The Library of Congress’ National Book Festival featured more than 100 authors, but Pulitzer Prize-winning Marilynne Robinson (and Nobel Literature Prize dark horse — but I have my fingers crossed) was my clear highlight. She spoke for an hour with The Washington Post’s Book World editor, Ron Charles, about her newest novel Lila, public discourse on religion, and why we’ll never get to read any of her sermons.
In one of his first questions to Robinson, Charles asked why she seems to be one of the few contemporary American novelists who depict religion in a positive light.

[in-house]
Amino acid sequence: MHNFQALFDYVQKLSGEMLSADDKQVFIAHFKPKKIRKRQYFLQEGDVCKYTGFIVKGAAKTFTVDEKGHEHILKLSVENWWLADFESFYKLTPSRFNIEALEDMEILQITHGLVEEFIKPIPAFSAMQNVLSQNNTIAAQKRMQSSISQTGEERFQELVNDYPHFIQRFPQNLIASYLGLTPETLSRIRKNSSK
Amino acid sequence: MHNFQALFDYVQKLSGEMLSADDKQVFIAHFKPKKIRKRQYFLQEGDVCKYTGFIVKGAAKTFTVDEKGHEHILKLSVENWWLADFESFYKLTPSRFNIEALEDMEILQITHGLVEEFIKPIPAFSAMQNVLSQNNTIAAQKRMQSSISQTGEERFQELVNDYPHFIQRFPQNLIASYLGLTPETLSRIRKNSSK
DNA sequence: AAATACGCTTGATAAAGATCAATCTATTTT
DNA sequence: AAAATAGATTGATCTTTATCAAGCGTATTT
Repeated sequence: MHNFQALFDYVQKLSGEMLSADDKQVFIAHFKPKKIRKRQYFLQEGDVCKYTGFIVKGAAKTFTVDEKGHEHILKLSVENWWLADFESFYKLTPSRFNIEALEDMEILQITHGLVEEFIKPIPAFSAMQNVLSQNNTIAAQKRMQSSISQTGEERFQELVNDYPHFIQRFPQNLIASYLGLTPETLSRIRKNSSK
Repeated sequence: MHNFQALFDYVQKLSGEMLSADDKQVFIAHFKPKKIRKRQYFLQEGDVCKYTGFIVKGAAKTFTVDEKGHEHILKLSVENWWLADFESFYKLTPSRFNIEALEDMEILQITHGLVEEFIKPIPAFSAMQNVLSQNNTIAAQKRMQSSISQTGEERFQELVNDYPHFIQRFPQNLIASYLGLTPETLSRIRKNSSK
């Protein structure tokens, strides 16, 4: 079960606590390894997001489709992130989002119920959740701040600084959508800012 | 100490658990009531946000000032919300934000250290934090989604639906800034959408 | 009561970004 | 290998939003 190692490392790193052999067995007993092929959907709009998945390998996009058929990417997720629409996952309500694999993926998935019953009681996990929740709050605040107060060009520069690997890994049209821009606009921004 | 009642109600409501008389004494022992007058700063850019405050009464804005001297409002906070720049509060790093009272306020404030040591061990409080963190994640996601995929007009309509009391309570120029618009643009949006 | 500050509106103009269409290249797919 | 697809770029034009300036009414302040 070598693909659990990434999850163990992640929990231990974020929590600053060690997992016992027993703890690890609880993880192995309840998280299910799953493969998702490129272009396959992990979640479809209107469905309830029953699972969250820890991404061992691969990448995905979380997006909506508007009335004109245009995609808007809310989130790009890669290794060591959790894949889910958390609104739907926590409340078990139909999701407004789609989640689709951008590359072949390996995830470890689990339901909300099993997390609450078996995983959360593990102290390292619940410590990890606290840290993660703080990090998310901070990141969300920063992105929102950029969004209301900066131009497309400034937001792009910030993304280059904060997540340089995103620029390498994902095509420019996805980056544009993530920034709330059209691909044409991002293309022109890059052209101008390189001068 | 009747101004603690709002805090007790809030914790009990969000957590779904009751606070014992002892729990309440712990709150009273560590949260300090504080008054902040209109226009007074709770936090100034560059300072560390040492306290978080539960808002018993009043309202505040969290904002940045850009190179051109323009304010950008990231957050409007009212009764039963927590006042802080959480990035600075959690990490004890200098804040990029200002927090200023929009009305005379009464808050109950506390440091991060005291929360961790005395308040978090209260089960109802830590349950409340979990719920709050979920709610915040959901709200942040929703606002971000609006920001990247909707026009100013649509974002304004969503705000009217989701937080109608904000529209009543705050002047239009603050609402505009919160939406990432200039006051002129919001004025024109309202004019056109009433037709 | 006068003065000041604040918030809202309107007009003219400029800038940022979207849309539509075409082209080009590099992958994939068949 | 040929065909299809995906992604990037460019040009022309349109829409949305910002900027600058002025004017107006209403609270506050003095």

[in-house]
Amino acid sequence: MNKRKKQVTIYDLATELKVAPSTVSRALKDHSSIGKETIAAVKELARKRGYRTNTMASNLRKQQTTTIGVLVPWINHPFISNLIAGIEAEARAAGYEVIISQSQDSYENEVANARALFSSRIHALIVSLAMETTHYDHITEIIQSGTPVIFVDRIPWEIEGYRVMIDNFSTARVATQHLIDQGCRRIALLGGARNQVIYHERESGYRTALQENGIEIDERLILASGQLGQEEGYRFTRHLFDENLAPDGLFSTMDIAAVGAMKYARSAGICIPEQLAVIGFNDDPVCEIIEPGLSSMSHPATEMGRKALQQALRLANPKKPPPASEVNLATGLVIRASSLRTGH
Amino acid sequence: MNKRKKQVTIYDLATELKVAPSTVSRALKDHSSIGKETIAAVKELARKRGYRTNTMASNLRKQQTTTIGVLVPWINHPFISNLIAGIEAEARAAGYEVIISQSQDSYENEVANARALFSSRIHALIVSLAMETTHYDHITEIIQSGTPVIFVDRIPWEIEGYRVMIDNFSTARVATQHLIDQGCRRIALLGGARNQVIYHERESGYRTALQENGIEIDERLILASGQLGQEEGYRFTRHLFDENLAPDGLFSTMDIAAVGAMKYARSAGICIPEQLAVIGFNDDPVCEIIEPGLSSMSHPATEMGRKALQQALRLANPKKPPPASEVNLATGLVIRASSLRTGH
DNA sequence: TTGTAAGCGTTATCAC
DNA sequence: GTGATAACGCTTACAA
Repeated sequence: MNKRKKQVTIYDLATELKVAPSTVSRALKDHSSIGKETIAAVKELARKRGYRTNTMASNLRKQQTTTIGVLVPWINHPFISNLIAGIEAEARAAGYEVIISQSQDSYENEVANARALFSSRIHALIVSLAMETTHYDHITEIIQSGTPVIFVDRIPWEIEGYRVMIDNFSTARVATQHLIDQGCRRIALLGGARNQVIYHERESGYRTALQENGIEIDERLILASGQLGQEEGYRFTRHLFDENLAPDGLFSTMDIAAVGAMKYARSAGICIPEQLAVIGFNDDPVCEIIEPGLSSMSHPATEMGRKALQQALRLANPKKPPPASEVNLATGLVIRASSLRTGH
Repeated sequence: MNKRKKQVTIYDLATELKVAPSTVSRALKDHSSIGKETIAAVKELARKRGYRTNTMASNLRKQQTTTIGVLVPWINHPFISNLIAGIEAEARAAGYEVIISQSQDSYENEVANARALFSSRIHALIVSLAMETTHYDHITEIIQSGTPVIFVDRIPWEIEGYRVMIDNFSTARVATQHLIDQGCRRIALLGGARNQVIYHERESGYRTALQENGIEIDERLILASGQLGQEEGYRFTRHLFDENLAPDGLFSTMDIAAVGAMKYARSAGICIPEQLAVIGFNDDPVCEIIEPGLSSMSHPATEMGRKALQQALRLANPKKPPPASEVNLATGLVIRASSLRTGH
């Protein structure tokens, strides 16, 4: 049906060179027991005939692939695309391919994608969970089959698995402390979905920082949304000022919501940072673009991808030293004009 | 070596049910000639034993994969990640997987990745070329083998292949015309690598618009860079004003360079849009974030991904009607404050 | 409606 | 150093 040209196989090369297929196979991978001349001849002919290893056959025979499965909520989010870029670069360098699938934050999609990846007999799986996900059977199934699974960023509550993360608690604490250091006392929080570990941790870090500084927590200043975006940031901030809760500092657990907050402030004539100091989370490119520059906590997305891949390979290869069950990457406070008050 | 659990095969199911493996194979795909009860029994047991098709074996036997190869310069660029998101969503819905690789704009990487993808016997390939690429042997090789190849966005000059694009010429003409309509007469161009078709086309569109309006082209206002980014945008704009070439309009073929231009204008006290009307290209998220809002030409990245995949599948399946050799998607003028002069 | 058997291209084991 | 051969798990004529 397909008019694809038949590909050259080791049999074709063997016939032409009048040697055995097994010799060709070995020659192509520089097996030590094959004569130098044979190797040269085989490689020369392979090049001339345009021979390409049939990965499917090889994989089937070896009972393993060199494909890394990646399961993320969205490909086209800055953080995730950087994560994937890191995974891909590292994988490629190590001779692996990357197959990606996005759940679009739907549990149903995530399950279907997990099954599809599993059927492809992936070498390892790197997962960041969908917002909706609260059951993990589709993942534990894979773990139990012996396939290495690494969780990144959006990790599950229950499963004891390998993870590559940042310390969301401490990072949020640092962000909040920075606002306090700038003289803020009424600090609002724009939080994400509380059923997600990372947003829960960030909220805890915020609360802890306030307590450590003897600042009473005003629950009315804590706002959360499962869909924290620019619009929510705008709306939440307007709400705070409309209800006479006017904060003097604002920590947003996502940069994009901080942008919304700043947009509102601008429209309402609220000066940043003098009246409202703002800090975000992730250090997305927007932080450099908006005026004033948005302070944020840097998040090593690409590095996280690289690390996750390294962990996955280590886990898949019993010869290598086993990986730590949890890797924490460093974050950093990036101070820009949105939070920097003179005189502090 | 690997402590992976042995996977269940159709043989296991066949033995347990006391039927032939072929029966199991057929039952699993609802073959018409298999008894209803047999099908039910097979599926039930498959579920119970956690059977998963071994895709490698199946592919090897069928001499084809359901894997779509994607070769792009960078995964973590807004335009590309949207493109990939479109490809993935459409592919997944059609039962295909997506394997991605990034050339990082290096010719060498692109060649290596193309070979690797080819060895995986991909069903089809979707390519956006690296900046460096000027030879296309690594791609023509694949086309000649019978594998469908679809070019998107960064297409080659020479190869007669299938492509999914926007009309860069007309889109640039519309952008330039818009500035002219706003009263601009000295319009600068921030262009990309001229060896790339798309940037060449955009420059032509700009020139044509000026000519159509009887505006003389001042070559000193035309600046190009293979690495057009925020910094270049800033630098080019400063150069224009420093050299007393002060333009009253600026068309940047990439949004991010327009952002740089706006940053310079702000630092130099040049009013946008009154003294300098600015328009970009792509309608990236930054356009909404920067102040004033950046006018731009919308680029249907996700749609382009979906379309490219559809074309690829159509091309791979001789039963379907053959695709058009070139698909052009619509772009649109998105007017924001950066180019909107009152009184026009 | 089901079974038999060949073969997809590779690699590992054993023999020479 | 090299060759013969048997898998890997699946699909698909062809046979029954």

It’s true, she said. With the proliferation of the out-of-touch pastors and abusive priests in our national literature, an observer would think that Americans are an irreligious bunch. But many Americans have a deeply-treasured friendship with a minister.
“It is part of our national character to ridicule what we value,” she said.
“And this makes it difficult to articulate what we actually value.”